Sitting on the former site of the Lyceum Theater, one of the city's many vaudeville houses demolished after the 1936 St. Patrick's Day flood, the O'Reilly Theater is the fourth theater project completed by the Pittsburgh Cultural Trust. The O'Reilly was created with two purposes: to create a downtown home for Public Theater and to create additional venues for theater, music, and other performances.
Designed by world-renowned architect Michael Graves, the O'Reilly Theater is also the only downtown performance venue that features a thrust stage, surrounded by the audience on three sides. The theater features 650 seats and state-of-the-art theater technology. The O'Reilly Theater was built at a cost of $25 million. Major gifts to the O'Reilly Theater include a naming gift in honor of Dr. Anthony J. O'Reilly from Mrs. Chryss O'Reilly and current and past senior executives of the H.J. Heinz Company, and the Helen Wayne Rauh Rehearsal Hall, named in memory of the Pittsburgh actress by her son, Richard E. Rauh. Pittsburgh Public Theater produces about 235 performances a year, making the O’Reilly Theater one of the city’s most utilized venues.
The Pittsburgh Cultural Trust has overseen one of Pittsburgh’s most historic transformations: turning a seedy red-light district into a magnet destination for arts lovers, residents, visitors, and business owners. Founded in 1984, The Pittsburgh Cultural Trust is a non-profit arts organization whose mission is the cultural and economic revitalization of a 14-block arts and entertainment/residential neighborhood called the Cultural District. The District is one of the country’s largest land masses “curated” by a single nonprofit arts organization. A major catalytic force in the city, The Pittsburgh Cultural Trust is a unique model of how public-private partnerships can reinvent a city with authenticity, innovation and creativity. Using the arts as an economic catalyst, The Pittsburgh Cultural Trust has holistically created a world-renowned Cultural District that is revitalizing the city, improving the regional economy and enhancing Pittsburgh’s quality of life. Thanks to the support of foundations, corporations, government agencies and thousands of private citizens, the Trust stands as a national model of urban redevelopment through the arts.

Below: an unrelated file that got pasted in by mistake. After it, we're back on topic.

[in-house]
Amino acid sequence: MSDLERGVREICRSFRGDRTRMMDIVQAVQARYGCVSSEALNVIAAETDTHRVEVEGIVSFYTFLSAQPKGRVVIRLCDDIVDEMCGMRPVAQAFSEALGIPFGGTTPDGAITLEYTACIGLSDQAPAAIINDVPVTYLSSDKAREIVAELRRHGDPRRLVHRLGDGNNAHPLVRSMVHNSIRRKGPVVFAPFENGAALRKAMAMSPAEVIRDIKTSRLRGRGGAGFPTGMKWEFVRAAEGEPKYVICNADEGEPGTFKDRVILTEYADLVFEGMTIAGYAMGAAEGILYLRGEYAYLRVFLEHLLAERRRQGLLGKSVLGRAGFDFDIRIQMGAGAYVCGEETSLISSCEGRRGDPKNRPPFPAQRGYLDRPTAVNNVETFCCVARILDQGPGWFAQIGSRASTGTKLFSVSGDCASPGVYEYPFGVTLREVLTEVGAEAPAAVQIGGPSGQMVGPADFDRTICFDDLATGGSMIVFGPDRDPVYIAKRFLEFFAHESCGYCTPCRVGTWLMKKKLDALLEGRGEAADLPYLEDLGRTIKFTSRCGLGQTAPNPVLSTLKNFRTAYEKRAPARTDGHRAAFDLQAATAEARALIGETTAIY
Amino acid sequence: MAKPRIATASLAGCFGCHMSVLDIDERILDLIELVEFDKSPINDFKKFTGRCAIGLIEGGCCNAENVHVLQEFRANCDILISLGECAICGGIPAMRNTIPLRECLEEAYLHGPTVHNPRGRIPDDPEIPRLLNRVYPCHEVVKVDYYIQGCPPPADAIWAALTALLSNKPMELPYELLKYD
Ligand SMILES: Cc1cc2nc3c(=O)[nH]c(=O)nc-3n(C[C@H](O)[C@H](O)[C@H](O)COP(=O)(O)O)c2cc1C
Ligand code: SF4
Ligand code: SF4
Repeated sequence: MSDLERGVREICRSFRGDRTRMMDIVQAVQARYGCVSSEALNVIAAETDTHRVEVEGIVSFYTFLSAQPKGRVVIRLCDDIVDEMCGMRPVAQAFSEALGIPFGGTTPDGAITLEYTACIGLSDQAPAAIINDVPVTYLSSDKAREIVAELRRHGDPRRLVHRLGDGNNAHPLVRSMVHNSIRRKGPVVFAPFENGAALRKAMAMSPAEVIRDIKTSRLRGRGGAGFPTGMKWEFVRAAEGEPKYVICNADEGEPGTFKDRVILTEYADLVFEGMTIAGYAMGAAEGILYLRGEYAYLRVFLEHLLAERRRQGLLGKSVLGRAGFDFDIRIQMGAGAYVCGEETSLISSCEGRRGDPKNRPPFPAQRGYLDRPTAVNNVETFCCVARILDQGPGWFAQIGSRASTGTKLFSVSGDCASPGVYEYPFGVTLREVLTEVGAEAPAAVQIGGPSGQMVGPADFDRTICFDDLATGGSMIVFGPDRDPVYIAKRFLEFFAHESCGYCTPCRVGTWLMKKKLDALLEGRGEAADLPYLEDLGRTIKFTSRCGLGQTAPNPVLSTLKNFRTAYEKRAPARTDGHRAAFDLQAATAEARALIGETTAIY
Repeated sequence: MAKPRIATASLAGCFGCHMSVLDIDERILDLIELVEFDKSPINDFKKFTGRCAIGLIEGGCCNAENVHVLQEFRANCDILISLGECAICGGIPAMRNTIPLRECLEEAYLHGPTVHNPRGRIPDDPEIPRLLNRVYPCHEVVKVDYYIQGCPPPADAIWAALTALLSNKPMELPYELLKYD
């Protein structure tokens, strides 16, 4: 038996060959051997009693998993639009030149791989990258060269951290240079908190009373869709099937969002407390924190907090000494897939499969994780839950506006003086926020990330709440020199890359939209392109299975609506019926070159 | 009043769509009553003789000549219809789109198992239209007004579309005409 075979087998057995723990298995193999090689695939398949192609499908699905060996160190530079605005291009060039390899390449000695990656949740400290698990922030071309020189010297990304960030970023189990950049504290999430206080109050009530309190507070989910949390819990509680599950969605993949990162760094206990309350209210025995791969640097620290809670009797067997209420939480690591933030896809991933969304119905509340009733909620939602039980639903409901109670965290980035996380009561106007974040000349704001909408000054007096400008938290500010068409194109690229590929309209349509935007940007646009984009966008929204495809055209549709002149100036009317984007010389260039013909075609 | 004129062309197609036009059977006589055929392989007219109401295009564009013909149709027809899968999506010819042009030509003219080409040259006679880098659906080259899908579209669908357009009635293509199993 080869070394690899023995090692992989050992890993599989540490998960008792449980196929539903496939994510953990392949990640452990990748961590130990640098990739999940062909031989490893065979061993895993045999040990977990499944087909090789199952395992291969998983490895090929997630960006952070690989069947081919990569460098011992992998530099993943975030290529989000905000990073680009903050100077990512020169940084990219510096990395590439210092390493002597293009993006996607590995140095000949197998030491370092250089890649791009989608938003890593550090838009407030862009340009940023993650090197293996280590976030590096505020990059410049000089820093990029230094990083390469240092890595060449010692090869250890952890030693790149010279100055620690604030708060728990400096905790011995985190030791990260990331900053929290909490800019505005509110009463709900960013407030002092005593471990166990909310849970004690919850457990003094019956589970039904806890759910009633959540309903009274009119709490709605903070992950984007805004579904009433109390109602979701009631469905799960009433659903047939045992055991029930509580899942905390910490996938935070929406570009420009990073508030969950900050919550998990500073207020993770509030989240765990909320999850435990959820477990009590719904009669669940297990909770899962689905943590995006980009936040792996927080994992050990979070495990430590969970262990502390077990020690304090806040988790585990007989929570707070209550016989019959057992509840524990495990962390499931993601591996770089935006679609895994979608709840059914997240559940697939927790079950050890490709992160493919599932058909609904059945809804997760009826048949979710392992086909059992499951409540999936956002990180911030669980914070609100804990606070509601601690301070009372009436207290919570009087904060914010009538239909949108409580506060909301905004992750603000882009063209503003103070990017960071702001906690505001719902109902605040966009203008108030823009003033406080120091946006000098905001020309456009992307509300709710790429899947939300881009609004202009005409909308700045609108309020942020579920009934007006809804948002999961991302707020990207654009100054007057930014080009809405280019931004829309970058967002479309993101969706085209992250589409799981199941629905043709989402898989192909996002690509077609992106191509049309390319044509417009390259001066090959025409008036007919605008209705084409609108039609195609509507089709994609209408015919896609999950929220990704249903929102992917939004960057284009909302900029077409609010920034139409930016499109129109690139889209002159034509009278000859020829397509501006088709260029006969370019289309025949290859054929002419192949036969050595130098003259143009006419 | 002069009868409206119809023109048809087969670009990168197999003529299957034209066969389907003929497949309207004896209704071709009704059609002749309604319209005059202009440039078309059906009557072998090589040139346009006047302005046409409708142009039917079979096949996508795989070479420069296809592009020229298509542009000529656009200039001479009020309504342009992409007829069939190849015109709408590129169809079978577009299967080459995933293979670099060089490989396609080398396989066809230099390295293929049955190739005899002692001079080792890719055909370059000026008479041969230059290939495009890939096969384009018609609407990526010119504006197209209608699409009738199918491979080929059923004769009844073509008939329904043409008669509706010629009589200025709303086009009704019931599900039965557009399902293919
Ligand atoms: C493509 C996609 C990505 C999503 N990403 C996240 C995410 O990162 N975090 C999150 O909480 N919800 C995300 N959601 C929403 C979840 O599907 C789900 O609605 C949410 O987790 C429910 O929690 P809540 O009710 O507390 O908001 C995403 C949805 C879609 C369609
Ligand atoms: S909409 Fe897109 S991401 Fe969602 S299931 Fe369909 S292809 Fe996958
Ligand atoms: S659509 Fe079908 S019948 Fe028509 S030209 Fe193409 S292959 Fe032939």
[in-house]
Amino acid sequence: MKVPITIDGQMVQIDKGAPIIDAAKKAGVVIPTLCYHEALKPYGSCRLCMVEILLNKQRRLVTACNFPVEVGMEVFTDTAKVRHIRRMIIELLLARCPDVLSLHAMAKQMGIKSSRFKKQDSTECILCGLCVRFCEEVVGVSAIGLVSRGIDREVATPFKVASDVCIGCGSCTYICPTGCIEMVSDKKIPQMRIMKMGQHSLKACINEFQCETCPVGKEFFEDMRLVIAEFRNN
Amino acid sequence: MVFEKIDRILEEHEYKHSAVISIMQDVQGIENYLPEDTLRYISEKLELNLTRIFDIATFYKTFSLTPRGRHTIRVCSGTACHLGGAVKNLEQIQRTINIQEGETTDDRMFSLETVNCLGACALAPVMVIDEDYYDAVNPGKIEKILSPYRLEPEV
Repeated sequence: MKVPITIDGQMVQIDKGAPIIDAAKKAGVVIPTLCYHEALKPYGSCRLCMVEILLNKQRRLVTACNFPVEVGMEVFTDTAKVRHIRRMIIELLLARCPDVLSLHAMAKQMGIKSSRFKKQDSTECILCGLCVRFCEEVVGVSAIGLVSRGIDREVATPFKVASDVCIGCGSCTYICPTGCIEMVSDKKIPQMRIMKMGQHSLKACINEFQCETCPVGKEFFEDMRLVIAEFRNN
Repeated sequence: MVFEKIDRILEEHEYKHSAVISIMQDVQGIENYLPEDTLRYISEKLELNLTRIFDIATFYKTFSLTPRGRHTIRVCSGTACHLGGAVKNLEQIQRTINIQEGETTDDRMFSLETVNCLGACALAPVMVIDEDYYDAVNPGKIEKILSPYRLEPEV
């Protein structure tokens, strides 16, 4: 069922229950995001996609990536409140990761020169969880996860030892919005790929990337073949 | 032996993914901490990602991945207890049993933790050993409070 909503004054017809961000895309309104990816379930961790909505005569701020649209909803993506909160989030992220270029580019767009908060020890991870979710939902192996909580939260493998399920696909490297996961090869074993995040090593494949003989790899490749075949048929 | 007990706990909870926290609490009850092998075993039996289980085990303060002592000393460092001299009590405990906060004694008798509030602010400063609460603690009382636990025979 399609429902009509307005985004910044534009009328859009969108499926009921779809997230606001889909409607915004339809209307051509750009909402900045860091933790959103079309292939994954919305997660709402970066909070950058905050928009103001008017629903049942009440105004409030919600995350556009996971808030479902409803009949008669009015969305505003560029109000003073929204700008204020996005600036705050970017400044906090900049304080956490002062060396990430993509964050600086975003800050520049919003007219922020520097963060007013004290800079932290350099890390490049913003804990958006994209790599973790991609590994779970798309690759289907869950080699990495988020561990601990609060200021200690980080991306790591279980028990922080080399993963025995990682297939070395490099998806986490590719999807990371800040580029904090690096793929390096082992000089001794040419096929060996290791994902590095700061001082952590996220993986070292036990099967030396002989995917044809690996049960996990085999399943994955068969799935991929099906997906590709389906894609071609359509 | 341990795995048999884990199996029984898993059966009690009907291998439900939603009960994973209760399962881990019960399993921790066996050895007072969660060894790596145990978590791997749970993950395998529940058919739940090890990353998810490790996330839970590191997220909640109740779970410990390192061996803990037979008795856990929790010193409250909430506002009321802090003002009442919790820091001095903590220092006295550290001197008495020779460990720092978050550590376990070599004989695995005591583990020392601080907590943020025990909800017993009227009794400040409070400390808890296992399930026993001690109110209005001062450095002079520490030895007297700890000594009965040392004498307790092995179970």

|Programs||Music performances, Dance performances, Theater performances|